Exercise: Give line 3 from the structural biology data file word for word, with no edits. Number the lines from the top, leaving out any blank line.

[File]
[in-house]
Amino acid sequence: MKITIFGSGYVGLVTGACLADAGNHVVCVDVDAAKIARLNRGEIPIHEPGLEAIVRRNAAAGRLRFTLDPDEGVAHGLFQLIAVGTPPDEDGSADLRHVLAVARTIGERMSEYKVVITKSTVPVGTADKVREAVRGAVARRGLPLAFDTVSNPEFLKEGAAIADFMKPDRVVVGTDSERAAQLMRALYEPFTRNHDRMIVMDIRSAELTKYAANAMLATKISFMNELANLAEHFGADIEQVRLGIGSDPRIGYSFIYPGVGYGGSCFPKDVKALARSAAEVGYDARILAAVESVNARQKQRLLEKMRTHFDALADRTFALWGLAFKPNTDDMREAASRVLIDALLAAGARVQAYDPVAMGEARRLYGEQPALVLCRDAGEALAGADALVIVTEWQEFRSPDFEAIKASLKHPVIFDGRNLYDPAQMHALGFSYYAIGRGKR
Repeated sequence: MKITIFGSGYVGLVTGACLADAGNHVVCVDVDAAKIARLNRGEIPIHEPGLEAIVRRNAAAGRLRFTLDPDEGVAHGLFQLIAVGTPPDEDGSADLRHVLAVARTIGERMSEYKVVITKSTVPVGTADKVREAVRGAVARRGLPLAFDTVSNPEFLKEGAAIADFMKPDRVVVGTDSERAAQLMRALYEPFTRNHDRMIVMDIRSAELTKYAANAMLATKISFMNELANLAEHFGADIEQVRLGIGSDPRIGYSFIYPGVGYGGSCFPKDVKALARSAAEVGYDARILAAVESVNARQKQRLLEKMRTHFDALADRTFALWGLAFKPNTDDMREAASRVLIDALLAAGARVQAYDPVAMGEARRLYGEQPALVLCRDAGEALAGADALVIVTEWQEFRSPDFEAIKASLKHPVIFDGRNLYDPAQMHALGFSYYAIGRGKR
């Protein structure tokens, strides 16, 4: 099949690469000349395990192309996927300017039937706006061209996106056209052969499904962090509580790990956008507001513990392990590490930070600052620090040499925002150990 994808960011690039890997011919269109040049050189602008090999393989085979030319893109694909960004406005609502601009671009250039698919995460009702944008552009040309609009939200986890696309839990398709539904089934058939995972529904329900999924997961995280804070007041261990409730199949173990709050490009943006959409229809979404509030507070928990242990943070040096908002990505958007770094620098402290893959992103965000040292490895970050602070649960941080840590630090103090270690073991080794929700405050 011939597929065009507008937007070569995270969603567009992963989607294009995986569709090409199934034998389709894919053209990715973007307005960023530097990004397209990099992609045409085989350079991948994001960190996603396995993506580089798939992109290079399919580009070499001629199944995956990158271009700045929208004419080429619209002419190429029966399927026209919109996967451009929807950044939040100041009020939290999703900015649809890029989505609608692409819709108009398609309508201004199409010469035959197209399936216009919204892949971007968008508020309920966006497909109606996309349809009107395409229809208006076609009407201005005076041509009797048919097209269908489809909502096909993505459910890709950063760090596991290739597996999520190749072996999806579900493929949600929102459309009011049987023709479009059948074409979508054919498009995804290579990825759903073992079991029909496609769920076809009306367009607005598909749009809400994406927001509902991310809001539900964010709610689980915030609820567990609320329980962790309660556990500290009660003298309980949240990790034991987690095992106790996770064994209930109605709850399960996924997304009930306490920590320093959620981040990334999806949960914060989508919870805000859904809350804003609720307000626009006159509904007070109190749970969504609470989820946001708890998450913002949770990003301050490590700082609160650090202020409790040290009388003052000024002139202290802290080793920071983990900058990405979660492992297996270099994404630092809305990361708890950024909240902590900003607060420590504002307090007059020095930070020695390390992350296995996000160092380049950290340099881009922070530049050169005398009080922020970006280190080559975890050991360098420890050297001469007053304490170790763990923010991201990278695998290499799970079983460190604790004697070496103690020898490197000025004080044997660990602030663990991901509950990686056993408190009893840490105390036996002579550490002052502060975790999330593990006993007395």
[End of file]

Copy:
Repeated sequence: MKITIFGSGYVGLVTGACLADAGNHVVCVDVDAAKIARLNRGEIPIHEPGLEAIVRRNAAAGRLRFTLDPDEGVAHGLFQLIAVGTPPDEDGSADLRHVLAVARTIGERMSEYKVVITKSTVPVGTADKVREAVRGAVARRGLPLAFDTVSNPEFLKEGAAIADFMKPDRVVVGTDSERAAQLMRALYEPFTRNHDRMIVMDIRSAELTKYAANAMLATKISFMNELANLAEHFGADIEQVRLGIGSDPRIGYSFIYPGVGYGGSCFPKDVKALARSAAEVGYDARILAAVESVNARQKQRLLEKMRTHFDALADRTFALWGLAFKPNTDDMREAASRVLIDALLAAGARVQAYDPVAMGEARRLYGEQPALVLCRDAGEALAGADALVIVTEWQEFRSPDFEAIKASLKHPVIFDGRNLYDPAQMHALGFSYYAIGRGKR